December 11, 2019

by | Dec 11, 2019

The Week in Review

Sometimes we get bizarre offers at The Daily Scam, like being invited to reship stolen merchandise! David (our graphic design Guru) received the two job opportunities below, and we wanted to share them with our readers. The first job offer is SO BIZARRE that we can’t even figure out what the first paragraph means.  Perhaps David should pursue it because it pays $3200/month and he thinks he can meet the criteria to “corporally exist at your house from 9 AM ending with five PM.” However, we’re not sure if he meets the criteria of being “a fresh mamma, a scholar of distant way of studying, pensioner, invalid human, or the persona which doesn’t like to leaving place of residence for labor.” (Seems like SOMEONE needs a better AI translator!)

After a good laugh over that lovely job offer, we couldn’t help but notice the very odd spacing (along with a hundred other oddball things in this email).  The spacing prompted us to drag through the text to highlight it. Look what we found! Tiny grey text (different font size) that was the exact same color as the grey background.  Someone has clearly gone to great effort to obfuscate the words in this email so that it will pass through any spam filter trying to block crap like this. On the one hand, that trick worked.  On the other hand, we can’t imagine any human-being responding to this email from Japan to say he or she is interested in this scam job offer.

David also received this second offer as well from a Mr. Jim Gonzalez about an “exhilarating occupation” to be a Package Manager.  However, the job requirements are very high and David is not sure he can meet them. If needed, he is certainly “capable of staying at house between 9am to 5 pm.”  But he would have to “function with parcels!” Normally that would be OK but Mr. Gonzalez goes on to say that “a lot of parcels comprise of baloney and clothes.” We’re not sure that David can handle a lot of baloney.  His bullsh*t meter is pretty sensitive!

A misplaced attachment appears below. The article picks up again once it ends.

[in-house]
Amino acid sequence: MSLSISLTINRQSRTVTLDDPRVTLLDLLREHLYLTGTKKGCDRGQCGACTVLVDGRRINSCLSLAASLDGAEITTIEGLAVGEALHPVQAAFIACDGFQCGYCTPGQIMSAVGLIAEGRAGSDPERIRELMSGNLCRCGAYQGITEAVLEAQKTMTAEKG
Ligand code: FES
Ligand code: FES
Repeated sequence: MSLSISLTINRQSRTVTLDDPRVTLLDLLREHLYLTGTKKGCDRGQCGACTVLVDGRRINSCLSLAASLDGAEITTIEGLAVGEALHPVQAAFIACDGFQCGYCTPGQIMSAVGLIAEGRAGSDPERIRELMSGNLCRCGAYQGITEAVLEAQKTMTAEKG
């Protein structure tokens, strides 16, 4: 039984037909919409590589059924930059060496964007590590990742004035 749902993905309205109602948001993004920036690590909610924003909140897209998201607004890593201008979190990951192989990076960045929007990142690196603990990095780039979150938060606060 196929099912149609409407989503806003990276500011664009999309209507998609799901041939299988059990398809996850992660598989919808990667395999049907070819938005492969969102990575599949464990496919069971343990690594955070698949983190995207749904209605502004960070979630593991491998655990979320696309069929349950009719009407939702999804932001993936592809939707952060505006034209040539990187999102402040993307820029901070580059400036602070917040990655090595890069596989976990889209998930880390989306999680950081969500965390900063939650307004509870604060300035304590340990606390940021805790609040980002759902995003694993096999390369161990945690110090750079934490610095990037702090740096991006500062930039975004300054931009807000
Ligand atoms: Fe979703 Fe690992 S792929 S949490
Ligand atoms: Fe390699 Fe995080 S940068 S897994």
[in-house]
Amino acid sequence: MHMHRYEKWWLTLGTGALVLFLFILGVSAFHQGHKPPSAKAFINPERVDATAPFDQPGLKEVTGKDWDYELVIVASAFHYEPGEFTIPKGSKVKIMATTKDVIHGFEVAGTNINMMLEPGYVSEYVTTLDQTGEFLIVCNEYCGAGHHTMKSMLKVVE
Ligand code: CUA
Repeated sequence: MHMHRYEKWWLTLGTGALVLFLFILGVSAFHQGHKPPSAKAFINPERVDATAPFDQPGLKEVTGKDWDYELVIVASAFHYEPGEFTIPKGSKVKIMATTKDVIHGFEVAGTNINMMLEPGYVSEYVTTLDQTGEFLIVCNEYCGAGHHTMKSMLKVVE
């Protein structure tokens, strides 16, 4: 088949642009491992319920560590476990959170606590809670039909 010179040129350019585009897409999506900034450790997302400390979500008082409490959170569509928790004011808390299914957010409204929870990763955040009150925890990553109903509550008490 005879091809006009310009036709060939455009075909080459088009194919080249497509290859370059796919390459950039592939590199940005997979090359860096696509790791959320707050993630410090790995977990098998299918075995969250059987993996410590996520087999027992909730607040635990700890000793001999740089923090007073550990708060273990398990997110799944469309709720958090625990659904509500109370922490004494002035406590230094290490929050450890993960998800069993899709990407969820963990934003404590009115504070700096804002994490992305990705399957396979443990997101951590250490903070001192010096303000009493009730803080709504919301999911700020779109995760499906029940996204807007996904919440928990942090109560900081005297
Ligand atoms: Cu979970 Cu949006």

If you care to read about the real scam behind these “package reshipping” jobs and how it can lead to your own arrest, check out our article titled Package Reshipping Jobs.

Doug, on the other hand, was sent an email offer to visit an “adult online-dating” site but the email is a bit confusing.  The subject line says it is for an “adultdatingsex” dating service through a website called darknesstr[.]com

But many things make this lovely offer confusing:

1. According to Google, darknesstr[.]com is a website to help you find the best car insurance, such as in New Jersey.

2. Darknesstr[.]com is a website that is being hosted in Plovdiv, Bulgaria.

3. The actual link in the email points to a link-shortening service in the Netherlands.  When we unshortened that link, we discovered that we will be directed to an even shorter link at away[.]vk[.]com, which was identified as suspicious by  VK[.]com is a Russian social media site based in Saint Petersburg, Russia.

 That’s OK.  Doug’s very happily married anyway.

Phish Nets: Paypal

According to this email that hit our inbox, our Paypal account made a payment of $30 to someone at the Rockingham Forest Riding Club in the UK.  We weren’t convinced of that claim! The email didn’t come from It came from pservices[.]com, a domain that was registered in Vietnam, is hosted in Amsterdam, Holland and is up for sale.  But more importantly, a mouse-over of the link for PayPal points to a web server called zipcodefenceshopper[.]com.  Screenshot Machine showed us a Paypal login page on that zip code fencing shopping website. (see below.)

Just delete!


Your Money: Earbuds Pro and PNC Bank Visa Gift Card

We’re shopping for holiday gifts, are you?  How about a set of Earbuds Pro? This email showing a 50% discount is enticing, until you notice a few suspicious “poker tells.”  Such as the fact that the ad says “USD” (you mean we have other currency choices?) and “just in $24.90 USD.” Also that the email came from the domain designsevent[.]com.  This domain was registered in Pakistan in early September. Oh, and the fact that detected malware waiting for you at the end of that Earbuds Pro link!